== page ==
The sodomy conviction earlier this week of former Malaysian Deputy Prime Minister Anwar Ibrahim drew universal condemnation. Most coverage painted the prosecution as an attempt by Prime Minister Mahathir Mohamad, Asia's longest-serving head of state, to end the political career of his former protégé, whom he fired after a disagreement on how to handle the Asian economic crisis. The Times of London said that the "roots of Dr Mahathir's vendetta lie not in disagreement over economic policy, but in the jealousy and suspicion of an elderly autocrat of a younger, ambitious man." Britain's Independent called the proceedings "an unqualified disgrace for [Mahathir's] country and for a judicial system that has presided over a show trial that would have done Joseph Stalin proud." Since Anwar was sentenced to nine years' imprisonment—to be served after a six-year stretch for corruption handed down last year—which will be followed by a five-year ban from office, his political career is almost certainly over.
Anwar was found guilty of sodomizing a former family chauffeur despite many procedural "irregularities" in the trial that suggest that he might have been framed. According to the Guardian, these included:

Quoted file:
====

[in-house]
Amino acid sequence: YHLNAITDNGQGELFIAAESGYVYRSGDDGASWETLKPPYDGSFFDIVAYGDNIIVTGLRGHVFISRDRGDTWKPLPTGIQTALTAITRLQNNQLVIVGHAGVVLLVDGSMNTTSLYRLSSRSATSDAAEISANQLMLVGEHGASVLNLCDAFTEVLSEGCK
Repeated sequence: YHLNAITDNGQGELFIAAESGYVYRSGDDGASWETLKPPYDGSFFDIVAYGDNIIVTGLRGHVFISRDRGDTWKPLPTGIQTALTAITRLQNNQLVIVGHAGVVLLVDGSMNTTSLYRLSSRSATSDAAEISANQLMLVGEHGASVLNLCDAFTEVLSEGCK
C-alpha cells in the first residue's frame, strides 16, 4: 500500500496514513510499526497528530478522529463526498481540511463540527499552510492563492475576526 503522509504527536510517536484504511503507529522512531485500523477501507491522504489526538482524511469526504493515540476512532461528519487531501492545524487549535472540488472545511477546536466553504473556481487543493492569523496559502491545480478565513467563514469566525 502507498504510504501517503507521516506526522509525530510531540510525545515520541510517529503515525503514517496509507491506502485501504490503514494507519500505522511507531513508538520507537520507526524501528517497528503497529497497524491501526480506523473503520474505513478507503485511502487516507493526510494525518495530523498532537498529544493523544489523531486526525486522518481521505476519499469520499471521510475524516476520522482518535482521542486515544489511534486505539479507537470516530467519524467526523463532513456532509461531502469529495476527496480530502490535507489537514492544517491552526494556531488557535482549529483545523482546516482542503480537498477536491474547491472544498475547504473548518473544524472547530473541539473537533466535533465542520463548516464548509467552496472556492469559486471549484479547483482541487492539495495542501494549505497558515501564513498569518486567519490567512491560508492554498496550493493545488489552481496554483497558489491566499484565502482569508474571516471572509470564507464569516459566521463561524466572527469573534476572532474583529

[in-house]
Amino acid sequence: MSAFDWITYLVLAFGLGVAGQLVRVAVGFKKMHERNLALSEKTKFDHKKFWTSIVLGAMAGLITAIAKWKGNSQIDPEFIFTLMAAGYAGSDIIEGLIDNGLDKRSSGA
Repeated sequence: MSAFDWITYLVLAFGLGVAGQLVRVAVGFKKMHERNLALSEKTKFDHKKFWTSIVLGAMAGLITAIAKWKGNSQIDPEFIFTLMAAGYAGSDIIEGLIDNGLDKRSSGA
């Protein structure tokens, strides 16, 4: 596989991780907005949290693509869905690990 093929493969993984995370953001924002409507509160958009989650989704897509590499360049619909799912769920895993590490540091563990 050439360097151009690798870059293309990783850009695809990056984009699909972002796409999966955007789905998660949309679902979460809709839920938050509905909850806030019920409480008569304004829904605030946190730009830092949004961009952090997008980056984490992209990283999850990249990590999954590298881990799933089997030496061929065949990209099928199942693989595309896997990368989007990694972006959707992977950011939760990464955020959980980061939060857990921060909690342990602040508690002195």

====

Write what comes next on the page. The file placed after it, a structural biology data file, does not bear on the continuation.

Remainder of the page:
[T]he beating of the defendant by police; the retraction of testimony by prosecution witnesses who said they had been coerced and physically abused; the arrest for sedition of one of Anwar's attorneys for statements made in open court; an apparent contempt by … Mahathir … who publicly proclaimed Anwar's guilt despite the court's specific instruction to refrain from comment; and the unreliable evidence of the discomfited chauffeur … who told the court police had coached him on his testimony.
The Independent took comfort in the nakedness of the injustice: "At least the verdict will dispel any lingering doubts about the miserable state of human rights in Malaysia." The Sydney Morning Herald declared that "[T]he moral position of Anwar, convicted sodomite, looks far stronger than that of Dr Mahathir, maker of modern Malaysia." Hong Kong's South China Morning Post agreed, saying:
It cannot be comfortable to live under a system where sodomy is judged a greater crime than corruption. Or where verdicts are based on discredited evidence, or on statements later retracted on grounds they were made under duress.
In Europe, a fresh wave of political violence, highlighted by bomb explosions in Russia and Spain and political assassinations in Spain and Corsica, dominated the papers. In Moscow, an explosion killed seven and, according to the Moscow Times, put "the city on edge again." In Spain, four incidents involving the Basque separatist group ETA left six people dead and 11 injured, prompting silent protests at town halls across the country. In Corsica, a leading nationalist and his bodyguard were killed shortly after the island's regional assembly approved a plan to take some legislative powers from France. An editorial in the Scotsman, a paper somewhat sympathetic to Scottish nationalism, said: